Christmas According to the Angels (Part 2 of 3)
In our first installment in this series, we learned that the Gospel birth announcements of the angels brought “good news of great joy” to those humbled by sin, suffering, and death. In this our second installment, we focus on two more truths: 1) the birth announcements of the angels were sent to “all the people” (Luke 2:10) and 2) those birth announcements spoke of Jesus’ person and work. Let’s look more closely at each of these points.
When we reflect on the angels sending birth announcements to “all the people,” we need to appreciate that the angels were not saying here that the God of the Bible is a universalist. No, God is not a universalist, either in judgment or in salvation. Here our focus is on God’s saving work and will. The God of the Bible does not save or intend to save every sinner without exception. He saves only those sinners who repent and believe. What the birth announcements of the angels are saying, then, is that the God of the Bible shows no partiality in saving sinners.
In the Bible, God has revealed Himself as impartial to sinners regardless of the social categories into which we may distinguish them. He saves all sorts of people. He saves those who are not in authority as well as those who are in authority. He saves females as well as males, the poor as well as the rich, the powerless as well as the powerful. He saves non-Jews as well as Jews, Turks as well as Iraqis, Palestinians as well as Israelis. He saves Native American Indians as well as South American mountain Indians, Africans as well as Europeans.
In other words, the angels tell us that, when it comes to saving sinners, the God of the Bible is partial to no nationality, language, status, gender, or other distinction made among mankind. None of these distinctions counts against us sinners. None of them excludes us from God’s saving work and will.
How do you respond to God’s impartiality? The OT prophet Jonah was very displeased with the prospect that God’s impartiality could include even those notorious evildoers in Assyria who repented. Jonah even went so far as to say to God, who had just relented from judging the Assyrians who repented, “O LORD, please take my life from me, for it is better for me to die than to live” (Jonah 4:3). Would you rather die than see God’s saving work and will reach even to exceedingly wicked evildoers who repent in our day? If that’s your attitude, don’t forget what happened to Jonah. Better yet, remember that the Gospel birth announcements of the angels were sent to “all the people.”
Some of us count “all the people” according to carnal standards, not according to spiritual standards. The angels who brought the birth announcements of Christmas teach us how to count. They tell that the “good news of great joy” comes to people in bondage to their sins, regardless of any other social category into which we may distinguish them.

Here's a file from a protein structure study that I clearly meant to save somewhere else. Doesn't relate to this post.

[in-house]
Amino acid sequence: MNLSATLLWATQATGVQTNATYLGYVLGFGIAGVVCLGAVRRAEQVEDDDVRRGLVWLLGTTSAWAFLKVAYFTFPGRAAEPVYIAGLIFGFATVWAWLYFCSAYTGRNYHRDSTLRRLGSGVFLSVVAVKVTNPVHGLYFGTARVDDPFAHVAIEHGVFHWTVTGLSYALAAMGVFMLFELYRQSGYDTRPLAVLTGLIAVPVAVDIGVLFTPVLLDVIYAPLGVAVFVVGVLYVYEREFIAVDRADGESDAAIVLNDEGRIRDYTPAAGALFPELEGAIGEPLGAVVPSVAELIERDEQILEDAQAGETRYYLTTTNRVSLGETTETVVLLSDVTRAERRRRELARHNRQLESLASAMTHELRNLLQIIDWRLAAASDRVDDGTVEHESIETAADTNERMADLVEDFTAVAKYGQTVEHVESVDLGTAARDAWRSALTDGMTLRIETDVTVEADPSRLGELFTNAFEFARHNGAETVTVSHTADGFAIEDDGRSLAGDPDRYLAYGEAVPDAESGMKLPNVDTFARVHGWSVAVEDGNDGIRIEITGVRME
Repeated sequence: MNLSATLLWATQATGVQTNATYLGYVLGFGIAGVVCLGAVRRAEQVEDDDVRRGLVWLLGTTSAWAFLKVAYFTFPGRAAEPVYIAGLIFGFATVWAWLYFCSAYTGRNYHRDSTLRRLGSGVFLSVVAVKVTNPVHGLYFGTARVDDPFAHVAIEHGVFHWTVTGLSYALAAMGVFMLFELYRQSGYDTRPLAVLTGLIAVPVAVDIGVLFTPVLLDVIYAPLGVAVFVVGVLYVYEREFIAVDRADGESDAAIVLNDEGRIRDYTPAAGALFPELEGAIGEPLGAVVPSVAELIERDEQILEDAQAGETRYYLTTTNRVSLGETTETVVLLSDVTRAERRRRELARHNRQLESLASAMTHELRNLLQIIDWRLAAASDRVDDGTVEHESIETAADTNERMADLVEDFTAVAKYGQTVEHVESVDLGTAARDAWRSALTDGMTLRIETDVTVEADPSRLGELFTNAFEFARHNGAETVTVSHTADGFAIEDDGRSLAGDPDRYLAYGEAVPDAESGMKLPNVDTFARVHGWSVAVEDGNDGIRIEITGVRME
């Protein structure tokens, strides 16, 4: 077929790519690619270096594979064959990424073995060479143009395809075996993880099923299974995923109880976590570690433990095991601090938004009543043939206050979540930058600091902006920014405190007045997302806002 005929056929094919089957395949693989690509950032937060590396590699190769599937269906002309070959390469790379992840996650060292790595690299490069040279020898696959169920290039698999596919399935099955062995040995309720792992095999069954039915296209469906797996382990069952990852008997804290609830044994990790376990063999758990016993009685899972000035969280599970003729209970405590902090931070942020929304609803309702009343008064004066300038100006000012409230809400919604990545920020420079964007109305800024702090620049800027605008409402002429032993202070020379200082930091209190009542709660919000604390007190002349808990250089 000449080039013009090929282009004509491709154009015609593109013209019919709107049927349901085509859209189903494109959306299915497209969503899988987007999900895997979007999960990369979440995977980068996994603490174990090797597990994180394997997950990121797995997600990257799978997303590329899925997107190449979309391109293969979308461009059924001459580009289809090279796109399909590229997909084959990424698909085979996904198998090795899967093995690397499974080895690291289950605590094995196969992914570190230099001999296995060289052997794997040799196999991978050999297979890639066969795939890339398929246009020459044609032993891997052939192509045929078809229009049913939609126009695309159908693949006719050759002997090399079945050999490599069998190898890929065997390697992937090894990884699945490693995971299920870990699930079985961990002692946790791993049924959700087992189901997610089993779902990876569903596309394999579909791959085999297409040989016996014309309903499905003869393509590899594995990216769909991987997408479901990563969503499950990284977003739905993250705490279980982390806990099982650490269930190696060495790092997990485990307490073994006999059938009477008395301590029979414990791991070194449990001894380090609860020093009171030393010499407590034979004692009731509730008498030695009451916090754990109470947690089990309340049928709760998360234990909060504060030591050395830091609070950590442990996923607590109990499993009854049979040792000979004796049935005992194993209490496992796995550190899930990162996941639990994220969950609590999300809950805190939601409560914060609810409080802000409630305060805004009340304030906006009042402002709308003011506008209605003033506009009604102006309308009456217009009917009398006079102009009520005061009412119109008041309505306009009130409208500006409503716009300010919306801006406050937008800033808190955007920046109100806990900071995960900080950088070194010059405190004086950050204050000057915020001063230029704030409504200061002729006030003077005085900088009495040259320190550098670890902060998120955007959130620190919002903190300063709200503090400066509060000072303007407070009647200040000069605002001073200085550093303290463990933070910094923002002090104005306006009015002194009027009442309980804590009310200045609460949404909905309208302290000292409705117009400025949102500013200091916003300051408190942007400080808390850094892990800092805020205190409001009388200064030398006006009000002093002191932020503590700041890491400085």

The birth announcements of the angels that came to “all the people” also spoke of Jesus’ person and work. Notice the titles the angels used to describe Jesus.
He is “Savior” (Luke 2:11). In fact, because He will save His people from the bondage of their sins, the angels from heaven directed Joseph and Mary, his earthly parents, to name the Christ child “Jesus” (Matt 1:21). His very name, a Greek form of the Hebrew “Joshua,” signifies the truth that “Yahweh (Jehovah) saves.” In Jesus, then, there is a “Joshua” who brings a deliverance greater than that of Moses, of Joshua, and of David. They had delivered the nation from their Gentile enemies, but Jesus will deliver His people from their sins, and in so doing, He will show Himself to be God Himself, for it is God alone who redeems His people from their sins (Ps 130:8).
The Child in the manger is not only “Savior”; He is also “Christ” (Luke 2:11), the Anointed One of God. Jesus is the final Prophet anointed to lead God’s people to spiritual liberty, the greater Priest anointed to offer that one sacrifice of Himself to take away the sins of the world, the true King anointed to conquer sin and death and thereby make His nation secure and pure for fellowship with God.
The Child is also “the Lord” (Luke 2.11). Indeed, He is “God with us” (Matt 1.23). He is God, absolute Sovereign over all, from Whom, to Whom, and through Whom are all things. He is the Son called “Wonderful Counselor, Mighty God, Everlasting Father, Prince of Peace,” whose government and peace will never end as He reigns on David’s throne forever (Isa 9:6). As Lord of all, this Jesus will lift up the lowly and humbled by faith, even as He will bring down the proud and mighty in their sins.
What is the bottom line here? When the angels speak of Jesus’ person and work, they tell us that there is hope for those who live in the land of the darkness of sin, in the land of the shadow of death. They tell us that there is hope because someone greater than Abraham is here, someone greater than Moses and Joshua is here, someone greater than David and Solomon is here. Jesus exceeds them all in His person and His work.
What “good news of great joy” to “all the people” this is!